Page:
Being aware of the big picture is always important in trading, regardless of your preferred trading style or the trading system you are using.
All trading strategies will benefit by trading in the direction of the larger – predominant trend. Similarly, a strong support or resistance level on larger timeframes will carry important implications for the price action on the lower timeframes.
No matter whether you are a swing trader, day trader or scalper, it’s critical to always be aware of all the important levels and developments on the higher timeframes, like the monthly and the weekly charts.
The great thing about using multiple timeframes to analyze the market is that you can confirm any signal you get on one chart by looking at the other timeframes of that currency pair. Several timeframes pointing to a reversal is a much better trading signal than having a reversal pattern on one timeframe only. By having multiple signals flashing “reversal” across several different timeframes, the trader can have greater confidence in any trade he takes in this way.
There are no limits to how this strategy can be used. All the same rules for technical analysis apply, it’s just a matter of analyzing several different timeframes and noting any conclusions.
There is, however, one cardinal rule to analyzing multiple timeframes and technical analysis in general:
- Higher timeframes always beat lower timeframes.
- This simply means that if you get a bearish pattern at resistance on the weekly chart and at the same time you also get a bullish pattern at support on the daily chart, the pattern on the weekly chart will be more important and more likely to prevail in the end.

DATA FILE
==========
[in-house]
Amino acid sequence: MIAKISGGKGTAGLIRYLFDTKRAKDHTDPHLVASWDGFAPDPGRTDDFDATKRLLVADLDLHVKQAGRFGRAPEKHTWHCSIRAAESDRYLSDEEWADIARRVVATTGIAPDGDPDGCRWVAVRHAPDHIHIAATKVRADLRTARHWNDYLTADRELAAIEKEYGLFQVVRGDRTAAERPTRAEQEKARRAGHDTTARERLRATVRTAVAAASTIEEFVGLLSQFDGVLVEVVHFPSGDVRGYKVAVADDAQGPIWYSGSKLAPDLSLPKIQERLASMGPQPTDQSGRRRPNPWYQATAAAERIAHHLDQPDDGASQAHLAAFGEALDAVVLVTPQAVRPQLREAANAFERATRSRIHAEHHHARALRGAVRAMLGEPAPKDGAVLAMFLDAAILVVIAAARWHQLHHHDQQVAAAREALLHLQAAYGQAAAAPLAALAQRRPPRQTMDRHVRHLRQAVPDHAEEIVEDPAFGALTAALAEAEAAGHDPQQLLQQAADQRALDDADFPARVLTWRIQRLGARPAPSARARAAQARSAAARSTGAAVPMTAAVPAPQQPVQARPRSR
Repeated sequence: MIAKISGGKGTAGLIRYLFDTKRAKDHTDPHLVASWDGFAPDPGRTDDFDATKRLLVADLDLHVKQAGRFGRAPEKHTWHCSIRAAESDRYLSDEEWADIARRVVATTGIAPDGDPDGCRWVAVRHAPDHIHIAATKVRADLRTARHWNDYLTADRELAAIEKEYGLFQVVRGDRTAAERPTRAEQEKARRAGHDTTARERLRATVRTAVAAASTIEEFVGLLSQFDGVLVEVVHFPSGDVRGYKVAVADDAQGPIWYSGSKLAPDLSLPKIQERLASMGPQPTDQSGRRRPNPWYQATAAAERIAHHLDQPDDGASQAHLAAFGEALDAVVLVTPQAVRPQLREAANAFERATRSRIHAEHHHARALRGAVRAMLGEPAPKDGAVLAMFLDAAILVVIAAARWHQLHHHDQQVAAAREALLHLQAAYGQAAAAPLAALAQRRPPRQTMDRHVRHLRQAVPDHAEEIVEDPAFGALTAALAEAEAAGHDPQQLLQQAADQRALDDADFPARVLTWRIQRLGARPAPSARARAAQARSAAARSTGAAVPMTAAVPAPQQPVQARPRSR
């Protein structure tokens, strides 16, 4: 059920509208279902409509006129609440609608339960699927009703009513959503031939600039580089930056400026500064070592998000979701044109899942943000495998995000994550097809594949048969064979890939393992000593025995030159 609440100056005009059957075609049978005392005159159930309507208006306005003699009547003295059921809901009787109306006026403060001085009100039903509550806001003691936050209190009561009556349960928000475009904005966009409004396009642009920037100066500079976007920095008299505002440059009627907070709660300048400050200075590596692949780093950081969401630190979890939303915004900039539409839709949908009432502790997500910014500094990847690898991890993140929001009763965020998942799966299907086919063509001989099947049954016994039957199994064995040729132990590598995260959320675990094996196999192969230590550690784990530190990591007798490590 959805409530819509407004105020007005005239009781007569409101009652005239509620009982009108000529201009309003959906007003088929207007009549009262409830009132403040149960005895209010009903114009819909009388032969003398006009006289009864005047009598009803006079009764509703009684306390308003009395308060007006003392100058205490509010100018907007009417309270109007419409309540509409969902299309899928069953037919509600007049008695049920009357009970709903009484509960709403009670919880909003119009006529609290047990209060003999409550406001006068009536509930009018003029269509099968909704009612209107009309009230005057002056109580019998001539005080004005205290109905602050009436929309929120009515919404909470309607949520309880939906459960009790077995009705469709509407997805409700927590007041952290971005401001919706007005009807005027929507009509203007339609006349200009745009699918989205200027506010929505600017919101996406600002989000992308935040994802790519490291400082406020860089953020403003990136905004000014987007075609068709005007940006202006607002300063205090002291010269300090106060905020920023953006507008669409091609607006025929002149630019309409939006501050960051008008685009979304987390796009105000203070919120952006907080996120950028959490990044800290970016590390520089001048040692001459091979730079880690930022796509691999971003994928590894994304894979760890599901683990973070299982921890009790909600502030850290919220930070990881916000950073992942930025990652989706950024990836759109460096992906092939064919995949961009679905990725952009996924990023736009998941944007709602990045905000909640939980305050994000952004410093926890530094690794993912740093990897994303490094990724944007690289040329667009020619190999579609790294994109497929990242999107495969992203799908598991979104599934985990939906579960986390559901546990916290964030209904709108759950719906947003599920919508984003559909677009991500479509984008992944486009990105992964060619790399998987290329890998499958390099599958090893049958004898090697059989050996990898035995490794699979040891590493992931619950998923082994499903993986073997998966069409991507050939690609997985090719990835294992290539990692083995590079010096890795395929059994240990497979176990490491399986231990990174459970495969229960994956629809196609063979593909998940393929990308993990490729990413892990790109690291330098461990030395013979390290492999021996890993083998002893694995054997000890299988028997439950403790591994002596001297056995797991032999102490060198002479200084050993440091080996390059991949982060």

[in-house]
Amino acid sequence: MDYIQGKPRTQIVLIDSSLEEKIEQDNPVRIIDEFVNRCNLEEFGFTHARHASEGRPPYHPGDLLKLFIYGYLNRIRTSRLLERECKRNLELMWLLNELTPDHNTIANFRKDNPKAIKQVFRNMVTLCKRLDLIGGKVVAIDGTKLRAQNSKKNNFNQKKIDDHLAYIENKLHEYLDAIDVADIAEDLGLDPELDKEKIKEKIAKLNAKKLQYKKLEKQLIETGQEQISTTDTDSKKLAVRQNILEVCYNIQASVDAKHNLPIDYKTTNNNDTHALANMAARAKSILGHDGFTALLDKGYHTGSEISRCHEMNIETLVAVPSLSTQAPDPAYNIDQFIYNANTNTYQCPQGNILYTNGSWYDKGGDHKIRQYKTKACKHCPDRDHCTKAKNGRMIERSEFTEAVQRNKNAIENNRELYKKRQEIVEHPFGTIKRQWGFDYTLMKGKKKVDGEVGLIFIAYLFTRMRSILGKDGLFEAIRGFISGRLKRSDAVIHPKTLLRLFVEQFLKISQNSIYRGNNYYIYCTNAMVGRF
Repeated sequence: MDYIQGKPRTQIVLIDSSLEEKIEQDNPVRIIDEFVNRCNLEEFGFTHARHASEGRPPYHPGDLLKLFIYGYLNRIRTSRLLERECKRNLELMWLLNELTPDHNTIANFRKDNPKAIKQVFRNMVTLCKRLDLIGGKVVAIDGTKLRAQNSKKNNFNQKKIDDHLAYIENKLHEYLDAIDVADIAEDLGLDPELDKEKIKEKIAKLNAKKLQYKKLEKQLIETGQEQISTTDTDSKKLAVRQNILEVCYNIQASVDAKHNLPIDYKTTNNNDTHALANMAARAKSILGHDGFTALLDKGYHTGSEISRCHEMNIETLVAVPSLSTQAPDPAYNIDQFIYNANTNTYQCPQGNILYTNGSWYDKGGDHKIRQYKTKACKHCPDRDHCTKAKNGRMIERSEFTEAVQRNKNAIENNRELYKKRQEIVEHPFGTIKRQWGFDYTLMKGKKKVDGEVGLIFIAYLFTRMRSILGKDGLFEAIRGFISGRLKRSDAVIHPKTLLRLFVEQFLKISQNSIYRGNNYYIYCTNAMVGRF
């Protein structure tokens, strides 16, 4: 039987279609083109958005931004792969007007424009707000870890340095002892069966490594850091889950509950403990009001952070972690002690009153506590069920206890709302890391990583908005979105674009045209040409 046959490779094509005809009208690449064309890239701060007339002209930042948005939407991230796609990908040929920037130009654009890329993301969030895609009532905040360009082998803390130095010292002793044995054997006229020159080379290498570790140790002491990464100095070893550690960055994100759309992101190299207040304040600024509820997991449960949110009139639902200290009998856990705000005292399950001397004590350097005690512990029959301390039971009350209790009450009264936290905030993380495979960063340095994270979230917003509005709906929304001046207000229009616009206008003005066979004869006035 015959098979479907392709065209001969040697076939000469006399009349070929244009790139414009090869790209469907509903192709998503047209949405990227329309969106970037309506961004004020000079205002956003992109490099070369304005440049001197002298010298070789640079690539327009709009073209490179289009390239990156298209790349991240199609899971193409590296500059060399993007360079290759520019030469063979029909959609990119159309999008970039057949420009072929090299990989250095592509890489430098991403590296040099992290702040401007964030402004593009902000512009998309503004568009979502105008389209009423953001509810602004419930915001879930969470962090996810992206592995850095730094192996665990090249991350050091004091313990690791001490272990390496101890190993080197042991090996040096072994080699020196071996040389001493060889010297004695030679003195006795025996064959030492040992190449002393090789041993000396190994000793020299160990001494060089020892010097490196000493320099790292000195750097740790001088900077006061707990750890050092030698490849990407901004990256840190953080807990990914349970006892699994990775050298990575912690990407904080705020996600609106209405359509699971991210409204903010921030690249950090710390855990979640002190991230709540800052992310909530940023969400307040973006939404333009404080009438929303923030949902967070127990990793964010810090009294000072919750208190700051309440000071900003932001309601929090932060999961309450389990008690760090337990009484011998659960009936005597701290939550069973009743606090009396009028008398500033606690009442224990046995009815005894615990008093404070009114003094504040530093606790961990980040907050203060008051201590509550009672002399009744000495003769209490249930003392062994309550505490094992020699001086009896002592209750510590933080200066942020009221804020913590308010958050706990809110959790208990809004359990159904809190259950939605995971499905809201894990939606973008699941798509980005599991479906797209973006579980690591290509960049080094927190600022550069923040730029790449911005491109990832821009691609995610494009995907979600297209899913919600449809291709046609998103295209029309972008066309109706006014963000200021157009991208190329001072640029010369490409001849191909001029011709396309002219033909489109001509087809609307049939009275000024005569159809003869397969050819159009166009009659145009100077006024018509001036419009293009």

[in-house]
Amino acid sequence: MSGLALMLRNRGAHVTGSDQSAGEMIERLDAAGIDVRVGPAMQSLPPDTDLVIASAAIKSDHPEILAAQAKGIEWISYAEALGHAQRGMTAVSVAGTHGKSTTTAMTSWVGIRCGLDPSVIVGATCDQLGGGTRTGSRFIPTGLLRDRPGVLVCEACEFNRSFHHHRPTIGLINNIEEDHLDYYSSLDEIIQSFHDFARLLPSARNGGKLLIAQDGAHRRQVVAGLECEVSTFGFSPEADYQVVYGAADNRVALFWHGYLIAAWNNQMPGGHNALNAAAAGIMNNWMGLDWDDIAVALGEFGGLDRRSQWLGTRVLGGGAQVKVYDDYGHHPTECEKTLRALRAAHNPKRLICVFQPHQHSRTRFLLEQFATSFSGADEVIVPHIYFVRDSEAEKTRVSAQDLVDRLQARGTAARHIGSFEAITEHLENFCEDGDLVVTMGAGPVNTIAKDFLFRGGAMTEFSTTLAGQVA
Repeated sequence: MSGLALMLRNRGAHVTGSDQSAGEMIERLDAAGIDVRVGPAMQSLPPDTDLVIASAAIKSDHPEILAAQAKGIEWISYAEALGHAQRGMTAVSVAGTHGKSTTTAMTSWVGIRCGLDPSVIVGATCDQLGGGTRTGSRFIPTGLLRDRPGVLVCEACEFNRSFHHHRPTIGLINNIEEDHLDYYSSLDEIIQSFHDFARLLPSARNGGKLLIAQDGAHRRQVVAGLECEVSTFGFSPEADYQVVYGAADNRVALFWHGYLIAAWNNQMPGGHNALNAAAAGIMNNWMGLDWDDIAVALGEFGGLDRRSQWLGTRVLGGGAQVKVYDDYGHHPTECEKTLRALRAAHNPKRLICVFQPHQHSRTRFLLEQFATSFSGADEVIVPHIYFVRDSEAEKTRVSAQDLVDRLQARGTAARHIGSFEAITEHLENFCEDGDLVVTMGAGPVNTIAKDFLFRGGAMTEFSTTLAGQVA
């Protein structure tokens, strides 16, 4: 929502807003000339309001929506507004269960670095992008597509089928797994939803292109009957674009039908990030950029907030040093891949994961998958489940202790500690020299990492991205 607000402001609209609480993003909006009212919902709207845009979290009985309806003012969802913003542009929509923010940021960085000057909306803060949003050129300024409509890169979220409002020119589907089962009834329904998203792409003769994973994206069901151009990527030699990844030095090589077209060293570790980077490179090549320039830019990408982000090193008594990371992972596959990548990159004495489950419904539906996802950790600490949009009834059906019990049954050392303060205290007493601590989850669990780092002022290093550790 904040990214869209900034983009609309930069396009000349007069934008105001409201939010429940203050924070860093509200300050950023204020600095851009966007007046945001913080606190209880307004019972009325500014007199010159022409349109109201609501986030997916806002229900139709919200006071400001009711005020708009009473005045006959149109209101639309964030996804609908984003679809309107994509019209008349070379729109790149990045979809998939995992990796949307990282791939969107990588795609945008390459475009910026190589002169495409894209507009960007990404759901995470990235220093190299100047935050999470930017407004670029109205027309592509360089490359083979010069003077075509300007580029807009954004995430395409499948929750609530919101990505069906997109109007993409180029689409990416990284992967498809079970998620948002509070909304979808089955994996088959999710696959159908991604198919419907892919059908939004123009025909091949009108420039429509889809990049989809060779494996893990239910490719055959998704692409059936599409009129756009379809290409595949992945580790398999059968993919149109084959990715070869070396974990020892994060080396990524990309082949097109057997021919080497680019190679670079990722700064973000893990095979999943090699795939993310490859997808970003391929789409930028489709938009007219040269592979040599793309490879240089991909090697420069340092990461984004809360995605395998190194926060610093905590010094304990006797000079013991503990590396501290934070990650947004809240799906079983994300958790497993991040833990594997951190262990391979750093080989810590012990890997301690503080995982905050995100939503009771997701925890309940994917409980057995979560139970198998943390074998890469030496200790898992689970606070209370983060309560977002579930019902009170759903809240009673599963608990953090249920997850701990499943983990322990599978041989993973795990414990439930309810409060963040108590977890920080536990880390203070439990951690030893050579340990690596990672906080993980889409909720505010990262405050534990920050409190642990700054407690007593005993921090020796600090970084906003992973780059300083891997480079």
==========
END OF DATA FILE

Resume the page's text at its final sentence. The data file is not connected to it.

- To sum up, the monthly chart beats the weekly, the weekly beats the daily, the daily beats the 4h chart and so on.
Finally, using multiple timeframes to trade and analyze the market offers better setups to enter the market at better prices and have tighter Stop-Losses in the end. This is an excellent way to trade because the risk vs. reward ratio can be increased severalfold. For this strategy, smaller timeframes are used as the trigger charts to pinpoint entry points while the reasons for the trade are based on developments on the higher timeframes.
In this regard, swing traders can use the monthly and the weekly charts to look for setups and then use the daily and the 4h charts for finding trigger signals to enter a trade. Or if you are a day trader or a scalper you can use the Daily chart to look for a bias in the market and take trades on “trigger” signals on the 1 hour, 15 minutes or 5-minute charts.
Now, let’s look at a real-world example of how agreeable signals from different timeframes can make a stronger case to take a trade.
EURUSD formed resistance in the 1.1500 – 1.1600 area during August – October 2015 after which the pair fell toward 1.05. The highs at 1.1600 were then retested in April and May of 2016 as EURUSD was making another bullish run.
A bearish inverted hammer pattern (also known as a shooting star or Pin Bar) appearing on the daily timeframe was the early signal for the top in place. This was a solid and valid signal to sell the pair as it confirmed a strong resistance (double top) on a higher timeframe.
We can see the reversal formations that occurred on the 4-hour and the Daily timeframes on the following charts.